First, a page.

Pilonidal Sinus Excision
Many procedures are described but none, judging by the length of healing & recurrence, is perfect. Procedures include curettage of the tract, phenol injection, marsupialisation, excision & primary closure, & asymmetric closure (Bascom or Karydakis). In addition, the complexity of the sinus & the presence of sepsis must be considered. Here we describe excision & primary closure.
- A pre-existing pilonidal abscess should be incised & drained.
- Consider prophylactic antibiotics, if primary closure is planned.
General or spinal anaesthesia
Prone, with the buttocks taped apart to open the natal cleft, which is shaved.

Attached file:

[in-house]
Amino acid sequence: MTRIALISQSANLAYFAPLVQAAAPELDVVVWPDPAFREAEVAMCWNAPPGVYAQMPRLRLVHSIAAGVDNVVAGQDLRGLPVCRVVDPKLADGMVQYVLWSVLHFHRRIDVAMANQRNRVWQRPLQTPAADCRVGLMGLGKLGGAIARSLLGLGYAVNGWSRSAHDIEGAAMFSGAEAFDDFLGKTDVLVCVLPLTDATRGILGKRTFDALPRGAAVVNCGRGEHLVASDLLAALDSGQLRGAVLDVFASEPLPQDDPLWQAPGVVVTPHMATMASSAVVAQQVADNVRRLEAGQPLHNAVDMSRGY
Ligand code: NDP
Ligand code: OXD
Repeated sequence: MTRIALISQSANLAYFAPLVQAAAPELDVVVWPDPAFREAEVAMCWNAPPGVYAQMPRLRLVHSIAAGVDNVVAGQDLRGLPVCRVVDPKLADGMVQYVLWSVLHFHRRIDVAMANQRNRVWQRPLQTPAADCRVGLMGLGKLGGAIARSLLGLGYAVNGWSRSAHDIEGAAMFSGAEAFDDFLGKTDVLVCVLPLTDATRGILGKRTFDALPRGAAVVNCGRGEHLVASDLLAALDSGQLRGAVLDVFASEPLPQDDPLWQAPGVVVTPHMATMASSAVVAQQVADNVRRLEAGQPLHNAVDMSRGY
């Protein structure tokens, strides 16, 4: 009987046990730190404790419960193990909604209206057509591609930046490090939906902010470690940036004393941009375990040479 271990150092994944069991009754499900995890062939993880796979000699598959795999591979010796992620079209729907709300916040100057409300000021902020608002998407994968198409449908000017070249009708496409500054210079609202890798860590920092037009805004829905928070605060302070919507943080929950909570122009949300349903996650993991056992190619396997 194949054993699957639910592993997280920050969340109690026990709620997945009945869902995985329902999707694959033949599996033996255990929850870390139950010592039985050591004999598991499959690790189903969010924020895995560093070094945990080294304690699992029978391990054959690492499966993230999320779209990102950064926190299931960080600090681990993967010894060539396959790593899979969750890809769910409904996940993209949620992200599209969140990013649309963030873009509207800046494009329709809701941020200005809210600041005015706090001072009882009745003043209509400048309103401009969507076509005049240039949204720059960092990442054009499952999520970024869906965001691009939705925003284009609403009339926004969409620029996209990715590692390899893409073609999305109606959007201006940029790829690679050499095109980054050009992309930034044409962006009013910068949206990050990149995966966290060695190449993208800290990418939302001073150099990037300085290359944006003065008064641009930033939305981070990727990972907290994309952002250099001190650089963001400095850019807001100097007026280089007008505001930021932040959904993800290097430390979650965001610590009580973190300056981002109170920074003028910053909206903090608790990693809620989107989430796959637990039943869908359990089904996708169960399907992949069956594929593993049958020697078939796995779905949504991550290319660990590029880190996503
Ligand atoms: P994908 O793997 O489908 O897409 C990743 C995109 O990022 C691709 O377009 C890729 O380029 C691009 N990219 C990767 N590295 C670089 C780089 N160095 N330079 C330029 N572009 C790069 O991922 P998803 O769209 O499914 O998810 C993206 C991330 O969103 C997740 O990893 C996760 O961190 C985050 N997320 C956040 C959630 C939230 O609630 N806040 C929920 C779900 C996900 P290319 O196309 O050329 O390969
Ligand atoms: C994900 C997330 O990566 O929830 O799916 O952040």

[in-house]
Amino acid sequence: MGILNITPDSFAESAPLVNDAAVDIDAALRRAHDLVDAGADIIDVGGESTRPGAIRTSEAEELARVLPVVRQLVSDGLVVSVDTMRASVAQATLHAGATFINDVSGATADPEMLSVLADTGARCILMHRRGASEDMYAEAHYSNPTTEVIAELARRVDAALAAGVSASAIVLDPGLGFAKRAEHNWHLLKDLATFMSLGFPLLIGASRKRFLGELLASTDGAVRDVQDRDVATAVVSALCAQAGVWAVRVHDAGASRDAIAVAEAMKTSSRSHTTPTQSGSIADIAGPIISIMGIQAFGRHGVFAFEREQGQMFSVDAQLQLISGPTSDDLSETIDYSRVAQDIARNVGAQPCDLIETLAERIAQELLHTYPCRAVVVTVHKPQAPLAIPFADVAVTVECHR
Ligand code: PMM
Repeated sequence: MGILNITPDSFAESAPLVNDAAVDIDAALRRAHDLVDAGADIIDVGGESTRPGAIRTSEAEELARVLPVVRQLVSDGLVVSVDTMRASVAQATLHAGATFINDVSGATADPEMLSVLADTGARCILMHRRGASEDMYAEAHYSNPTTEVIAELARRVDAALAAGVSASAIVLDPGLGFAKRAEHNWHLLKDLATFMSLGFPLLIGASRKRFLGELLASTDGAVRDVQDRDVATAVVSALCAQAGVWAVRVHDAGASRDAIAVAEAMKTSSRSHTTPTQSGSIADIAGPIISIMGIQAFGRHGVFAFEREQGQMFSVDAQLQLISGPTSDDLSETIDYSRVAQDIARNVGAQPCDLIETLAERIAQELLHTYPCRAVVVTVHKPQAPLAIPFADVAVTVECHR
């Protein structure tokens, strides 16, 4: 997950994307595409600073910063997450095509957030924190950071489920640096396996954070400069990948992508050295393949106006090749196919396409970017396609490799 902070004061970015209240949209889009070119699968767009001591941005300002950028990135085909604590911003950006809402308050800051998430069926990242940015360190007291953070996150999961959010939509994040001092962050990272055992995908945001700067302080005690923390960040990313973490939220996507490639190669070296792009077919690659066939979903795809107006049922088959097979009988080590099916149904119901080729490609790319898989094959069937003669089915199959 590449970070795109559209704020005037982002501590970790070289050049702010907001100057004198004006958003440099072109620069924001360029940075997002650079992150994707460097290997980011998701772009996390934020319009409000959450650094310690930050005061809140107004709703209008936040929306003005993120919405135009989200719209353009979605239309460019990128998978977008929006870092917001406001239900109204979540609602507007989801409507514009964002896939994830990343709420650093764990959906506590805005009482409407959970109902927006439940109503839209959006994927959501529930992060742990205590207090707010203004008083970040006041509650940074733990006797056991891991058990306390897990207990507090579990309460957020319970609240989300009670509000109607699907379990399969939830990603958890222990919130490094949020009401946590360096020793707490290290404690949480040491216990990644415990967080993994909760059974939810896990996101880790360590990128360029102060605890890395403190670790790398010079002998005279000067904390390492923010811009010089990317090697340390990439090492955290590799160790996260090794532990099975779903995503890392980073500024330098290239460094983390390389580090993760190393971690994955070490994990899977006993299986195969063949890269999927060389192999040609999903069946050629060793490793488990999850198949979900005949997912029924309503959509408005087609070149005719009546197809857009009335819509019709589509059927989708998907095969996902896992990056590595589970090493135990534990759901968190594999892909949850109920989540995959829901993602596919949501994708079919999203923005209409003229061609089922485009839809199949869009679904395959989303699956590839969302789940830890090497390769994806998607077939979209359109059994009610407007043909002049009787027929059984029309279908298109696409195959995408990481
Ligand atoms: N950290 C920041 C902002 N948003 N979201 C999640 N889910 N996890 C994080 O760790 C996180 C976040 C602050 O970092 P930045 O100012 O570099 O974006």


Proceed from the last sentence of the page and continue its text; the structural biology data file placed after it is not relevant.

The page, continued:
Define the anatomy of the sinus tract & any offshoot tracks from the main sinus:
- This may be achieved by inserting a fine probe into the sinus & laying it open while following the tract or its branches to their farthest extent. Alternatively, injection of methlene blue dye into the track may help identification & dissection.
- Any hairs, pus or debris are removed.
- The tract is then excised using careful haemostasis. The excision usually extends to the fascia overlying the sacrum.
Closure & Drains
- In the absence of active infection the wound is closed primarily. This may be achieved by the insertion of 3-4 deep tension sutures, taking wide & deep bites to include the sacral fascia.They are left untied.
- Next, having released the buttocks, approximate the skin accurately with non-absorbable mattress sutures.
- Finally, tie the tension sutures snugly, but not tightly, over a rolled gauze swab to achieve deep haemostasis.
- Some surgeons use a closed suction drain.
The tension sutures are removed at one week and sutures at 10-14 days.
Main Postoperative Complications
Infection, wound breakdown & recurrence.